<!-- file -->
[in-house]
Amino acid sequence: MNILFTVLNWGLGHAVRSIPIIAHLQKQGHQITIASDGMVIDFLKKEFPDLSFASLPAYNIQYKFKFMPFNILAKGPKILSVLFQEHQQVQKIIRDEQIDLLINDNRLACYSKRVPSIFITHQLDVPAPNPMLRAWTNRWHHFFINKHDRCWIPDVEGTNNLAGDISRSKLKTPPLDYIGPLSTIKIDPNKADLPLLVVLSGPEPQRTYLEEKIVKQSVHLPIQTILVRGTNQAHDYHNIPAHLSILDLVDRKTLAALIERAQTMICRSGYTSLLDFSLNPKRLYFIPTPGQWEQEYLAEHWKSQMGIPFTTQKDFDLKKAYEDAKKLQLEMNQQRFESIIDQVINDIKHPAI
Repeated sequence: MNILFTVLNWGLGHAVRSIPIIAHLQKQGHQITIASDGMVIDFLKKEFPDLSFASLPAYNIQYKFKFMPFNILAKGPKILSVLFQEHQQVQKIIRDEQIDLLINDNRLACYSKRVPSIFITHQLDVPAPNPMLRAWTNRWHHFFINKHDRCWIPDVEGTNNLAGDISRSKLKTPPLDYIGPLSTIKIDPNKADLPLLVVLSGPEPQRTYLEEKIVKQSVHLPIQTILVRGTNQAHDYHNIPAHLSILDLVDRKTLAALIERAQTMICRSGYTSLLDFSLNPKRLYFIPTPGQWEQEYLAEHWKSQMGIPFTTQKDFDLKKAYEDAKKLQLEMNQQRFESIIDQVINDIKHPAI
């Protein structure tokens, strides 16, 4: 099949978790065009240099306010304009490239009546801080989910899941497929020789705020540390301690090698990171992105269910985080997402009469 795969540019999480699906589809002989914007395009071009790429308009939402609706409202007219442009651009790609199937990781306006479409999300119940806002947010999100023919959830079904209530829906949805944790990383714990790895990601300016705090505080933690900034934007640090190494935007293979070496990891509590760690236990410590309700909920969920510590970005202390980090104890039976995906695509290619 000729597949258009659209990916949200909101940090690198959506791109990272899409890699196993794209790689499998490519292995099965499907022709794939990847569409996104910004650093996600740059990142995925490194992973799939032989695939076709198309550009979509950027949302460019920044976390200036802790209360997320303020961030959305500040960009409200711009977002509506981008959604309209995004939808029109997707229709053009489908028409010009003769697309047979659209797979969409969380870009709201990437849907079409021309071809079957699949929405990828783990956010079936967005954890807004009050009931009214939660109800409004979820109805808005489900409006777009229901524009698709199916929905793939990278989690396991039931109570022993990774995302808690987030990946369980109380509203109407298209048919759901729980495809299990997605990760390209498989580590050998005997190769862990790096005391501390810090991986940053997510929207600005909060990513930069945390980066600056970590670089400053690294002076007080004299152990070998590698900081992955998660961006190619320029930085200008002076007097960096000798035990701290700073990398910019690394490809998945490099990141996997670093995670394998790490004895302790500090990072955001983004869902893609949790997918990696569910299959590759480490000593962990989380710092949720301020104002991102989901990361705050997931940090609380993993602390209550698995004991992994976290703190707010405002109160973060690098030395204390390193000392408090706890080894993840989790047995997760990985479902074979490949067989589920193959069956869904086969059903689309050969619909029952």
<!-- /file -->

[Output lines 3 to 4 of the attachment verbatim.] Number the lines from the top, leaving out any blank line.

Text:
Repeated sequence: MNILFTVLNWGLGHAVRSIPIIAHLQKQGHQITIASDGMVIDFLKKEFPDLSFASLPAYNIQYKFKFMPFNILAKGPKILSVLFQEHQQVQKIIRDEQIDLLINDNRLACYSKRVPSIFITHQLDVPAPNPMLRAWTNRWHHFFINKHDRCWIPDVEGTNNLAGDISRSKLKTPPLDYIGPLSTIKIDPNKADLPLLVVLSGPEPQRTYLEEKIVKQSVHLPIQTILVRGTNQAHDYHNIPAHLSILDLVDRKTLAALIERAQTMICRSGYTSLLDFSLNPKRLYFIPTPGQWEQEYLAEHWKSQMGIPFTTQKDFDLKKAYEDAKKLQLEMNQQRFESIIDQVINDIKHPAI
């Protein structure tokens, strides 16, 4: 099949978790065009240099306010304009490239009546801080989910899941497929020789705020540390301690090698990171992105269910985080997402009469 795969540019999480699906589809002989914007395009071009790429308009939402609706409202007219442009651009790609199937990781306006479409999300119940806002947010999100023919959830079904209530829906949805944790990383714990790895990601300016705090505080933690900034934007640090190494935007293979070496990891509590760690236990410590309700909920969920510590970005202390980090104890039976995906695509290619 000729597949258009659209990916949200909101940090690198959506791109990272899409890699196993794209790689499998490519292995099965499907022709794939990847569409996104910004650093996600740059990142995925490194992973799939032989695939076709198309550009979509950027949302460019920044976390200036802790209360997320303020961030959305500040960009409200711009977002509506981008959604309209995004939808029109997707229709053009489908028409010009003769697309047979659209797979969409969380870009709201990437849907079409021309071809079957699949929405990828783990956010079936967005954890807004009050009931009214939660109800409004979820109805808005489900409006777009229901524009698709199916929905793939990278989690396991039931109570022993990774995302808690987030990946369980109380509203109407298209048919759901729980495809299990997605990760390209498989580590050998005997190769862990790096005391501390810090991986940053997510929207600005909060990513930069945390980066600056970590670089400053690294002076007080004299152990070998590698900081992955998660961006190619320029930085200008002076007097960096000798035990701290700073990398910019690394490809998945490099990141996997670093995670394998790490004895302790500090990072955001983004869902893609949790997918990696569910299959590759480490000593962990989380710092949720301020104002991102989901990361705050997931940090609380993993602390209550698995004991992994976290703190707010405002109160973060690098030395204390390193000392408090706890080894993840989790047995997760990985479902074979490949067989589920193959069956869904086969059903689309050969619909029952």